6. MAMERCUS AEMILIUS SCAURUS, the son of No. 5, was a distinguished orator and poet, but of a dissolute character.
He was a member of the senate at the time of the accession of Tiberius, A. D. 14, when he offended this suspicious emperor by some remarks which he made in the senate.
He is mentioned as one of the accusers of Domitius Corbulo in A. D. 21, and likewise as one of the accusers of Silanus, in A. D. 22.
He was himself accused of majestas in A. D. 32, but Tiberius stopped the proceedings against him.
He was, however, again accused of the same crime in A. D. 34, by Servilius and Cornelius Tuscus, who charged him with magic, and with having had adultery with Livia; but his real ground of offence was his tragedy of Atreus, in which his enemy Macro had interpolated some verses reflecting upon the emperor.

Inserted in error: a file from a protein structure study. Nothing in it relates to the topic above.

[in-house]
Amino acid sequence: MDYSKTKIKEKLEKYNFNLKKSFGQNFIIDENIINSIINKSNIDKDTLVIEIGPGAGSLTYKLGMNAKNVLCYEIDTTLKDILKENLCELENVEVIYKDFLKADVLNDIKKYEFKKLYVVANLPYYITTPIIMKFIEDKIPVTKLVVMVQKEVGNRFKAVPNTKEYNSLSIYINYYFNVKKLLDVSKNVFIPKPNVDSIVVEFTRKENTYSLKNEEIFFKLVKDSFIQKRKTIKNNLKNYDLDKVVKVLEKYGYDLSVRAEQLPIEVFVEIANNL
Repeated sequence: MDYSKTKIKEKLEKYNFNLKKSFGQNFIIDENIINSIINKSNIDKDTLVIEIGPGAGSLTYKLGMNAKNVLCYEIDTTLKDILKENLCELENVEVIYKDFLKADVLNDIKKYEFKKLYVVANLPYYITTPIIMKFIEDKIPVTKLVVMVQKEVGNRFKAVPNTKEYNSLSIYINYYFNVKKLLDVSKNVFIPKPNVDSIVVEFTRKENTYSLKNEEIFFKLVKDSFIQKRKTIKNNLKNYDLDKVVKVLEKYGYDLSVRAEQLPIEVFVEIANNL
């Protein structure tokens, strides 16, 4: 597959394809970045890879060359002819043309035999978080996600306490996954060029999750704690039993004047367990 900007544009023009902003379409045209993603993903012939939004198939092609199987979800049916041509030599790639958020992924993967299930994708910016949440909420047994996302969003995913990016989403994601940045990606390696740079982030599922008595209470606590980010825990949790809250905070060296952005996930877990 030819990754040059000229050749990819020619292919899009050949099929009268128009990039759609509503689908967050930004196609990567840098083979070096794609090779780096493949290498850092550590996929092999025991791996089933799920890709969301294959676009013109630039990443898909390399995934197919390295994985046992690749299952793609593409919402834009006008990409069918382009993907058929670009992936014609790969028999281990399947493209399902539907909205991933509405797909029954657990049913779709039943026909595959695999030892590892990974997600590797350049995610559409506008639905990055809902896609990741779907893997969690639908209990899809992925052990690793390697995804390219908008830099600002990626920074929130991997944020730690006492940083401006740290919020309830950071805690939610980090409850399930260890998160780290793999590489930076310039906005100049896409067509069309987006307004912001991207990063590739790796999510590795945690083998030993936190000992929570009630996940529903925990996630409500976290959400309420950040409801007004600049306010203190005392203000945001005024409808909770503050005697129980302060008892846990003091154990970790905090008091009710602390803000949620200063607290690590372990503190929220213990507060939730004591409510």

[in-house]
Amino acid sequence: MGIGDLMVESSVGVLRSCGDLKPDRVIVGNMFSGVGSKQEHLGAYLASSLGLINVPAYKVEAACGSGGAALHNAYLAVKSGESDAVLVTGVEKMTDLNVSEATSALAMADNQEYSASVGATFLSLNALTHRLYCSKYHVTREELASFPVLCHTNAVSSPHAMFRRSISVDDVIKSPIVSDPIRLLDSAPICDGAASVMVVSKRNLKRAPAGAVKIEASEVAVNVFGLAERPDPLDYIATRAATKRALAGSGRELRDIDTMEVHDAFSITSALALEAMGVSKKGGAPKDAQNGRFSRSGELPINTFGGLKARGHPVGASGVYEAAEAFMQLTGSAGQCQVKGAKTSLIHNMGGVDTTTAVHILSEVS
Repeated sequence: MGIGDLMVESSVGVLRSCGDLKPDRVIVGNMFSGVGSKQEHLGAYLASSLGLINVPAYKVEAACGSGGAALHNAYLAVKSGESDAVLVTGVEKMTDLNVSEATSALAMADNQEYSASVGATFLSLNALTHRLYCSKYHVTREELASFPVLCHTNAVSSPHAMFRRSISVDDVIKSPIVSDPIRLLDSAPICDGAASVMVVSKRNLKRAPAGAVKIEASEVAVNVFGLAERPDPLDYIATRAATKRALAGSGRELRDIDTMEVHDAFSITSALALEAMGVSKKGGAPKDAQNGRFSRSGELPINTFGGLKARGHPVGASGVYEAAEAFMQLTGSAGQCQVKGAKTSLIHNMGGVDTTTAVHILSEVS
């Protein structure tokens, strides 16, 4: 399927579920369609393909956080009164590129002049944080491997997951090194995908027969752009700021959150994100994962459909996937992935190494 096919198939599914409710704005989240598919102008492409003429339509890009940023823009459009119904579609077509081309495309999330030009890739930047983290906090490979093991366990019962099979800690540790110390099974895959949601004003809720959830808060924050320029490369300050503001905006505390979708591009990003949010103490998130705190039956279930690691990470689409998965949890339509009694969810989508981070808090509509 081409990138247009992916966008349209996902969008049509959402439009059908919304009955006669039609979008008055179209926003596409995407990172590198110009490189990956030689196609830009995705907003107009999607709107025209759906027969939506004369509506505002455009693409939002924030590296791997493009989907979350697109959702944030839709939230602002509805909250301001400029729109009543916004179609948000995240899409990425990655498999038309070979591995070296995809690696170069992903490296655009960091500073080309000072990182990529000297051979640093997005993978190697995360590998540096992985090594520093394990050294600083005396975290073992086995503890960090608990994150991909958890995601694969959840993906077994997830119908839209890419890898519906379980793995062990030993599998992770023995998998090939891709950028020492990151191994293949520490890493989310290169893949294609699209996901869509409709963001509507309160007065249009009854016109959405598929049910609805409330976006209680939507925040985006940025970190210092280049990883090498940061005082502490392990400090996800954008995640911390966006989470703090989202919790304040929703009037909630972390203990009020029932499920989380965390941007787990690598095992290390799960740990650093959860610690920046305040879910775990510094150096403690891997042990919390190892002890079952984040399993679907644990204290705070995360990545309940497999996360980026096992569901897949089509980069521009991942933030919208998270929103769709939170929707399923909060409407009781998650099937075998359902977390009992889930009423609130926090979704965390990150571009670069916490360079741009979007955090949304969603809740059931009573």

He put an end to his own life at the suggestion of his wife Sextia, who killed herself at the same time (Tac. Ann. 1.13
; D. C. 58.24
; Senec. Suas.
2, de Benef.
4.31; Meyer, Orat. Rom. Fragm.
pp. 558, 559, 2d ed.). Both Tacitus (Tac. Ann. 3.66
) and Seneca (de Benef.
4.31) call him a consular, but the year of his consulship is not known. Besides Sextia, who was his wife at the time of his death, he had also been married to Lepida, by whom he had a daughter, and who was condemned in A. D. 20 (Tac. Ann. 3.23
In the following year he is called the paternal uncle (patruus
) and stepfather (vitricus
) of Sulla (Tac. Ann. 3.31
), and therefore it would appear that, after the death of Lepida, he had married his brother's widow. Seneca says (Suas. 2
) that this Scaurus was the last of his family.
All the ancient authorities respecting the Aemili Scauri are given by Drumann. (Geschichte Roms,
vol. i. pp. 25-33.)